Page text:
It All Comes Down to Defense - Cybersecurity in Video Surveillance

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Arecont Vision’s Parallel Image Processing ­architecture runs on a Field Programmable Gate Array (FPGA) integrated circuit (IC) in each ­Arecont Vision cameraArecont Vision’s Parallel Image Processing ­architecture runs on a Field Programmable Gate Array (FPGA) integrated circuit (IC) in each ­Arecont Vision camera


With the Internet of Things (IoT) growing in use across cameras, appliances, industrial machinery, vehicles, and smart home technology, malware has many more devices to both target and launch cyber-attacks from than ever before. ­Consequently, a major concern of the industry grounds on reoccurring cyber-attacks.


The sophistication of cyber-attacks and the types of devices involved are both increasing in number and evolving in complexity. Instead of traditional IT devices, a lot of attacks target network cameras and digital video recorders – loose ends of a security system. Transforming those devises into robotic attackers or “bots” by an infection of Mirai malware, they were generating Distributed Denial of Service (DDoS) attacks, keeping the targeted websites so busy that they were unable to respond to legitimate user requests.

In October 2016, a well-publicized DDoS attack impacted up to 85 web services for an eleven-hour period. Users across parts of North America and Europe were unable to access Amazon, the Financial Times, Netflix, PayPal, Reddit, Spotify, Twitter, and several other well-known services. Beyond the impact on user convenience, an estimated $100M USD loss in revenue resulted from the attack, leading to both the FBI and Homeland Security became involved in the investigation. It is crucial that the security industry is committed to providing cyber security protection. Arecont Vision for example focuses on the cyber security for their IP network cameras, and they inform about unique cyber benefits of their cameras, the nature of the attacks, and recommendations for our customers.

The Challenge for Security ­Manufacturers
Many manufacturers of security cameras have typically considered their products to be edge devices, relying on the IT department to provide the necessary network protection, limiting access only to those authorized while excluding external threats. Today more manufacturers and their customers are aware that anything connected to the network requires cyber security protection.
One challenge for manufacturers of network-enabled security products is to balance ease of installation and ongoing operation with the protection of the device, the network, and the connected infrastructure.

A product with extremely strong cyber security protection may turn away customers by being too restrictive or complex for their needs when setting up or during ongoing operation.

Equally important, a product that is exceptionally easy to setup and administer may be a gateway to cyber-attack. Finding the balance between these two factors while meeting the requirements of IT is a challenge to be solved by manufacturers since not every organization has identical needs.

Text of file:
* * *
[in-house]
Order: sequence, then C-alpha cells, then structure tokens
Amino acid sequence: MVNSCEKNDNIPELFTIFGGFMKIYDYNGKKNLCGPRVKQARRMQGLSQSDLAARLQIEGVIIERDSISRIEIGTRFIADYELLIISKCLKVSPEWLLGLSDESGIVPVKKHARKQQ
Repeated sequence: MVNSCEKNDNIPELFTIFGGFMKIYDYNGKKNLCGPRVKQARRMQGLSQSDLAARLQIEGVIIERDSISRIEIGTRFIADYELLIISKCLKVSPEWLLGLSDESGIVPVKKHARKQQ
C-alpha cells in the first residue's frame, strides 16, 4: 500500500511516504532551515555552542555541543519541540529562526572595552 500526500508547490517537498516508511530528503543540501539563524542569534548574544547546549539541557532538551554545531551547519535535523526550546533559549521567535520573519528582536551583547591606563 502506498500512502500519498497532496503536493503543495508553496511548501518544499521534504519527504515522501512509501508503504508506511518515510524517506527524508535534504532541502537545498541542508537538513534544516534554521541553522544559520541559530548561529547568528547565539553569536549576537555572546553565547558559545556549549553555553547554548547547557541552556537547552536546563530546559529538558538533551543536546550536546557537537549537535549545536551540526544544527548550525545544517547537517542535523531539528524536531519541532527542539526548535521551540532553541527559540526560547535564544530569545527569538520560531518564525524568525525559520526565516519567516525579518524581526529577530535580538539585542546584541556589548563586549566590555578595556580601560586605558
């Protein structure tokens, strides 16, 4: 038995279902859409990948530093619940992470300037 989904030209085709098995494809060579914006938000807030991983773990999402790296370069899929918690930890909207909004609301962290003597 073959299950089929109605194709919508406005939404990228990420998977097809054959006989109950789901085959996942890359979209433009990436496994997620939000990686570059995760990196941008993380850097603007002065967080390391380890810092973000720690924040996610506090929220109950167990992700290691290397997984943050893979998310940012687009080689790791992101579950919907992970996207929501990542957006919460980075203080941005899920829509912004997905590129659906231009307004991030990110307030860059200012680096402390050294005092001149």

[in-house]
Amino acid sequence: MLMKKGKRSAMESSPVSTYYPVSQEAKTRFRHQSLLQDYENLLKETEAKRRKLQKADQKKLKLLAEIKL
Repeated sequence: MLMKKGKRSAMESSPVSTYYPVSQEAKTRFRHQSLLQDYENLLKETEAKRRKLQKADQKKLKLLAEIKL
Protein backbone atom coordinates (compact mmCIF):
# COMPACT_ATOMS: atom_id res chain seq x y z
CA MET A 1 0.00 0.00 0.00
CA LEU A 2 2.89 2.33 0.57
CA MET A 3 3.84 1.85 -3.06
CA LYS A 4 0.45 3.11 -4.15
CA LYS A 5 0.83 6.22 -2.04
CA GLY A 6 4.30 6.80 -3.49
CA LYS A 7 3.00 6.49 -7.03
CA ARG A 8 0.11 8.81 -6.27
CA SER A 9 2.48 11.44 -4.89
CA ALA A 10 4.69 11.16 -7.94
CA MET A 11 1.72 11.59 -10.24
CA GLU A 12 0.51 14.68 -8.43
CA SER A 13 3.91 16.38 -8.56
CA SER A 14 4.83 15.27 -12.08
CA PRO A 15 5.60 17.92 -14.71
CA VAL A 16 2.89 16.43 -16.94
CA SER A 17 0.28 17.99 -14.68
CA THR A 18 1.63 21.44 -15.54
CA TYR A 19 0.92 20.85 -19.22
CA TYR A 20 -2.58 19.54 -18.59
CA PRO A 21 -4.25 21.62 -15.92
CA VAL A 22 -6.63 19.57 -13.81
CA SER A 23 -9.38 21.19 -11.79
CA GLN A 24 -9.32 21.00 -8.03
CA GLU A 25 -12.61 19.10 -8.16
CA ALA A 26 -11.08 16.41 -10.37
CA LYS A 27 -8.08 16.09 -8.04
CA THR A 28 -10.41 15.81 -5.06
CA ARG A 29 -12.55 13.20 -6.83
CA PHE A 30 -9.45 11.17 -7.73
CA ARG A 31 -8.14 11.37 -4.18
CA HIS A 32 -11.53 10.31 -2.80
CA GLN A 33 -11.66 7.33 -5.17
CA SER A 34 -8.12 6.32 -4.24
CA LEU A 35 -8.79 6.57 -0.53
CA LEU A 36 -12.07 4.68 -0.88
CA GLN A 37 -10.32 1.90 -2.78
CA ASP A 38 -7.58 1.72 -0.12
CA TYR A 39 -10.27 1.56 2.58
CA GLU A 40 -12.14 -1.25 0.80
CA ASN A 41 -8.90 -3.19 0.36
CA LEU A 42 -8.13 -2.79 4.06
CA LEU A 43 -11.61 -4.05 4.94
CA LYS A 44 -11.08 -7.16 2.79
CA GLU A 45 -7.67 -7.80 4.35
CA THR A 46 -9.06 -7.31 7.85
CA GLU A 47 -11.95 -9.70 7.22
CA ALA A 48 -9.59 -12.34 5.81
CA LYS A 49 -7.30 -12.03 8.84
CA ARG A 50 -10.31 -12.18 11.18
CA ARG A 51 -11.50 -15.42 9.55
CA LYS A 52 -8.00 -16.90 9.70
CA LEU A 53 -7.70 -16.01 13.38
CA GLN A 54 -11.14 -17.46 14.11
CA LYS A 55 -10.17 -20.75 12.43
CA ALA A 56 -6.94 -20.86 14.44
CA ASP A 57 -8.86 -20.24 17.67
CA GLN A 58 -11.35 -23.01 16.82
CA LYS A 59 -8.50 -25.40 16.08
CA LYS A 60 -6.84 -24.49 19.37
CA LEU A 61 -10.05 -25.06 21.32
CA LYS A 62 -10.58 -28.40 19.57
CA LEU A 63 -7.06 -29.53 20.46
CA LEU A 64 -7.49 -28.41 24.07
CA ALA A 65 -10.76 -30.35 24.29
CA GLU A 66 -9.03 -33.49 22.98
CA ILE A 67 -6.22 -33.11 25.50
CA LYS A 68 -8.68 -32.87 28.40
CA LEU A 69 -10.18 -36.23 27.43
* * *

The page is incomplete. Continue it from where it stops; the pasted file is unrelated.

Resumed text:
Arecont Vision addresses this challenge with user IDs/passwords and their own in-house designed architecture. Their cameras feature the ability to set user IDs and 16 digit ASCII passwords (use of which is recommended) for basic cyber security, and they provide systems integrator and customer training on best security practices through Arecont Vision University.

As further protection, the design of all Arecont Vision cameras differs from competitor offerings. Arecont Vision’s Massively Parallel Image Processing architecture runs on a Field Programmable Gate Array (FPGA) integrated circuit (IC) in each Arecont Vision camera. This ensures that the camera cannot be used as a platform for cyber-attacks.

Considering Cameras
Organizations continue to rely on Arecont Vision cameras to not be hacked and repurposed in cyber-attacks on other networked devices. Arecont Vision cameras will therefore continue to balance the user experience with appropriate cyber security, including the recommended use of 16 digit ASCII passwords after the camera is configured for use by the installer. No device should be connected to the network without this capability enabled, including surveillance cameras. Users should be aware that Cameras which cannot be updated with the latest product features and security updates from the manufacturer should not be part of the network and should be replaced. Also, operating systems with known security risks on the camera should not be part of the network and should be replaced. Customers should employ best practices in cooperation between the IT and security departments for basic cyber security. Having a cyber security action plan that is tailored to the needs of the organization is important. Employee education is another key to cyber security, and should be a part of ongoing employee development. The Arecont Vision Try-and-Buy program for example ensures to obtain and install an Arecont Vision camera risk free for a trial at the customer site.

To find out more about Arecont’s cameras and latest ideas about Cyber Security, check out their whitepaper, which provides further information on their products: